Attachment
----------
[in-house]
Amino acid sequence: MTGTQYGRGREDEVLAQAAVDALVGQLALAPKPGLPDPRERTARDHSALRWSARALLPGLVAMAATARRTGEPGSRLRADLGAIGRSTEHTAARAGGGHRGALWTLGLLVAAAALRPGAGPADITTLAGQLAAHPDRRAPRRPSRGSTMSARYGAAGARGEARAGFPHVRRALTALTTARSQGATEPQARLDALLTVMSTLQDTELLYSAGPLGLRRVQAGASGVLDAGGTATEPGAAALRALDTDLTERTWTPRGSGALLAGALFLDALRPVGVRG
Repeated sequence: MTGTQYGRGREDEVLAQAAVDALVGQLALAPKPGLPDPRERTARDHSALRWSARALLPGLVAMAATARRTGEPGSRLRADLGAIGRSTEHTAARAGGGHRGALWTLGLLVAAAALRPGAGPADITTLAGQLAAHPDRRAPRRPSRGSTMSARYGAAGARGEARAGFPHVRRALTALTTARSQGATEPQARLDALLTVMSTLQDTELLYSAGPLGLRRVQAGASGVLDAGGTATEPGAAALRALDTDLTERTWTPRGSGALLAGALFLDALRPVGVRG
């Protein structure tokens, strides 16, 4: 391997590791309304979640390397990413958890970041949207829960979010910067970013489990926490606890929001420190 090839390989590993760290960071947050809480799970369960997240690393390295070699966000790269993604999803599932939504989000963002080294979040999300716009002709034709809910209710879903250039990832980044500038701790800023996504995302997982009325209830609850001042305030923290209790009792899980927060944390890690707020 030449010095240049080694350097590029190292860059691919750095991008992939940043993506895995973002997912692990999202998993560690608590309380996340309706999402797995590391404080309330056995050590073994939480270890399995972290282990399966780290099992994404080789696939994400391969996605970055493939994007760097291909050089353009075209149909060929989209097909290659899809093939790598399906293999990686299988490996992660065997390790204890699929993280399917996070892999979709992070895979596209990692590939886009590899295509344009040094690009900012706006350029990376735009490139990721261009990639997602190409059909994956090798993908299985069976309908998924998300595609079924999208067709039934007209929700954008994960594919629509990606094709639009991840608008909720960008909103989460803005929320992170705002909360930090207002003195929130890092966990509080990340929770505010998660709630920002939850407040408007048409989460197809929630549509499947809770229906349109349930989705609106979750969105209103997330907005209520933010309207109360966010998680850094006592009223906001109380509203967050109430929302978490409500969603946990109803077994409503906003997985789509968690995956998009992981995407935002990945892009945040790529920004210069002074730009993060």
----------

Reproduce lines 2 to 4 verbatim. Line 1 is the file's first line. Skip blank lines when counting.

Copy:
Amino acid sequence: MTGTQYGRGREDEVLAQAAVDALVGQLALAPKPGLPDPRERTARDHSALRWSARALLPGLVAMAATARRTGEPGSRLRADLGAIGRSTEHTAARAGGGHRGALWTLGLLVAAAALRPGAGPADITTLAGQLAAHPDRRAPRRPSRGSTMSARYGAAGARGEARAGFPHVRRALTALTTARSQGATEPQARLDALLTVMSTLQDTELLYSAGPLGLRRVQAGASGVLDAGGTATEPGAAALRALDTDLTERTWTPRGSGALLAGALFLDALRPVGVRG
Repeated sequence: MTGTQYGRGREDEVLAQAAVDALVGQLALAPKPGLPDPRERTARDHSALRWSARALLPGLVAMAATARRTGEPGSRLRADLGAIGRSTEHTAARAGGGHRGALWTLGLLVAAAALRPGAGPADITTLAGQLAAHPDRRAPRRPSRGSTMSARYGAAGARGEARAGFPHVRRALTALTTARSQGATEPQARLDALLTVMSTLQDTELLYSAGPLGLRRVQAGASGVLDAGGTATEPGAAALRALDTDLTERTWTPRGSGALLAGALFLDALRPVGVRG
């Protein structure tokens, strides 16, 4: 391997590791309304979640390397990413958890970041949207829960979010910067970013489990926490606890929001420190 090839390989590993760290960071947050809480799970369960997240690393390295070699966000790269993604999803599932939504989000963002080294979040999300716009002709034709809910209710879903250039990832980044500038701790800023996504995302997982009325209830609850001042305030923290209790009792899980927060944390890690707020 030449010095240049080694350097590029190292860059691919750095991008992939940043993506895995973002997912692990999202998993560690608590309380996340309706999402797995590391404080309330056995050590073994939480270890399995972290282990399966780290099992994404080789696939994400391969996605970055493939994007760097291909050089353009075209149909060929989209097909290659899809093939790598399906293999990686299988490996992660065997390790204890699929993280399917996070892999979709992070895979596209990692590939886009590899295509344009040094690009900012706006350029990376735009490139990721261009990639997602190409059909994956090798993908299985069976309908998924998300595609079924999208067709039934007209929700954008994960594919629509990606094709639009991840608008909720960008909103989460803005929320992170705002909360930090207002003195929130890092966990509080990340929770505010998660709630920002939850407040408007048409989460197809929630549509499947809770229906349109349930989705609106979750969105209103997330907005209520933010309207109360966010998680850094006592009223906001109380509203967050109430929302978490409500969603946990109803077994409503906003997985789509968690995956998009992981995407935002990945892009945040790529920004210069002074730009993060």